Taking Drones Seriously

Dragonfly X-6 drone

If you have concern about the potential abuse by law enforcement agencies from the use of unmanned drone aircraft, there must be something kooky about you, according to Fort Worth Star-Telegram columnist Bud Kennedy.

“[F]olks are worried that Mayor Bob Cluck wants to fly them overhead for random begonia inspections.” Kennedy snidely continued, “For triggering this sudden panic about ordinary police surveillance, we can thank former Texan Rand Paul, who took to the U.S. Senate floor for half a day last week to frighten C-SPAN2’s mostly older viewers about Evil Robot Spy Planes.” This is downright misleading. Sen. Paul’s filibuster highlighted the fact that the Obama administration had refused to disavow the rational that Americans not engaged in combat could be unilaterally targeted without due process for assassination.

As much as Kennedy would like to marginalize concerns about the use of drone aircraft, venerated organizations like the American Civil Liberties Union and the Electronic Frontier Foundation have questioned the use of domestic drones. Local congressional Republican Joe Barton, who is as establishment as anyone in Washington, co-wrote a letter [PDF] to the FAA expressing concern about privacy that drones endanger. The latest Defense Authorization Bill calls for domestic drones to operate “freely and routinely,” so it stands to reason why people would express their opposition before the constitutionally dubious Department of Homeland Security begins offering grants to law enforcement agencies that make drones even more commonplace.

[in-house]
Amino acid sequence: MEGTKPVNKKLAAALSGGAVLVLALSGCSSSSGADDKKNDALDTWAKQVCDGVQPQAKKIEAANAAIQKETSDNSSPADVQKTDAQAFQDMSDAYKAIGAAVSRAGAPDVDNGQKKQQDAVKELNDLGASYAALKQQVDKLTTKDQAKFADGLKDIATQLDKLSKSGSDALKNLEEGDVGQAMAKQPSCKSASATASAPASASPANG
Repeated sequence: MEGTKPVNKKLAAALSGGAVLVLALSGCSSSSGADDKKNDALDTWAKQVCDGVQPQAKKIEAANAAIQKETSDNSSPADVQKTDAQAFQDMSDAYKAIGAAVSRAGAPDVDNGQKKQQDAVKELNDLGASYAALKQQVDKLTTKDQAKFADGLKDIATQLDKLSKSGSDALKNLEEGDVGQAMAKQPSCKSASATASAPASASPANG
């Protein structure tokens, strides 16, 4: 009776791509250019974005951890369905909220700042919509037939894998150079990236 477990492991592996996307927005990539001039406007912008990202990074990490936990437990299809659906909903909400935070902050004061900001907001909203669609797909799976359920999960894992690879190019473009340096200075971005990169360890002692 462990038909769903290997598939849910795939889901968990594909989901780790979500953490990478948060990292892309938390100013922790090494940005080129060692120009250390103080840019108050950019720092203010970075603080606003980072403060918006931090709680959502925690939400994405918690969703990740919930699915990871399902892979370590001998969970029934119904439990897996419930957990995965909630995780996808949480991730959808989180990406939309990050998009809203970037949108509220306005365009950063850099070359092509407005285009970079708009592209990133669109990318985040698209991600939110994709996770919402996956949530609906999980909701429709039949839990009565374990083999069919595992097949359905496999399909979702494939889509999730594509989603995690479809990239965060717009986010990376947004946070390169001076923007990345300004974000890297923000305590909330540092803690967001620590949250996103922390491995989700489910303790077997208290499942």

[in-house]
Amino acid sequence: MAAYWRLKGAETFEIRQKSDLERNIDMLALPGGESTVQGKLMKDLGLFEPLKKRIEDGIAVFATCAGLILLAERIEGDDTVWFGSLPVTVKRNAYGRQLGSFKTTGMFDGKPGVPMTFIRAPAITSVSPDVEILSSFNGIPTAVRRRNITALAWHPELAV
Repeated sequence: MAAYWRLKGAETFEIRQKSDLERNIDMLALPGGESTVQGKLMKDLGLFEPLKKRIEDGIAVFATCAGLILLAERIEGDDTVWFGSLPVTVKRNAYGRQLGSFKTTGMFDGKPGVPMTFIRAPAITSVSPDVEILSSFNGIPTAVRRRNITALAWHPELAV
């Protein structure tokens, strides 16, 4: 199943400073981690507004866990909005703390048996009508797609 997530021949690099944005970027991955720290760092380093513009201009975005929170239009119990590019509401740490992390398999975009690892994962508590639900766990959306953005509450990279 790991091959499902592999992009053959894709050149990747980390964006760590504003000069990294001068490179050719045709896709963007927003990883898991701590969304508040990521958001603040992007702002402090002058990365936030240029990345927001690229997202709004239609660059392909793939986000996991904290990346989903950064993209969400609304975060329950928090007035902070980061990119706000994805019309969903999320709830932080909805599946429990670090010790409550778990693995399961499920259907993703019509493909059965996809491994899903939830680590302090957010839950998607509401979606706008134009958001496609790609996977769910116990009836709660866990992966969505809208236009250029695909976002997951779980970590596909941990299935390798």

If police departments are routinely using drones in the their duties, it’s reasonable to imagine that the scope of those duties would creep. Some police departments have expressed interest in using less-lethal armaments like rubber bullets and tear gas. Manufacturers are in the design stage to construct drones the size of hummingbirds. Because of their maneuverability and discreteness, drones can impinge on the privacy that most people reasonably expect, making people subject to routine aerial surveillance that would drastically undermine their quality of community engagement.

In a free society, the desire for — or at least apathy with — a surveillance culture that scrutinizes our every move and public sentiment should be what we consider out of step. But that is exactly the future that people who desire social control are seeking. They take government to be an object to be yielded to, and ordinary folks are the ones to be viewed with suspicion.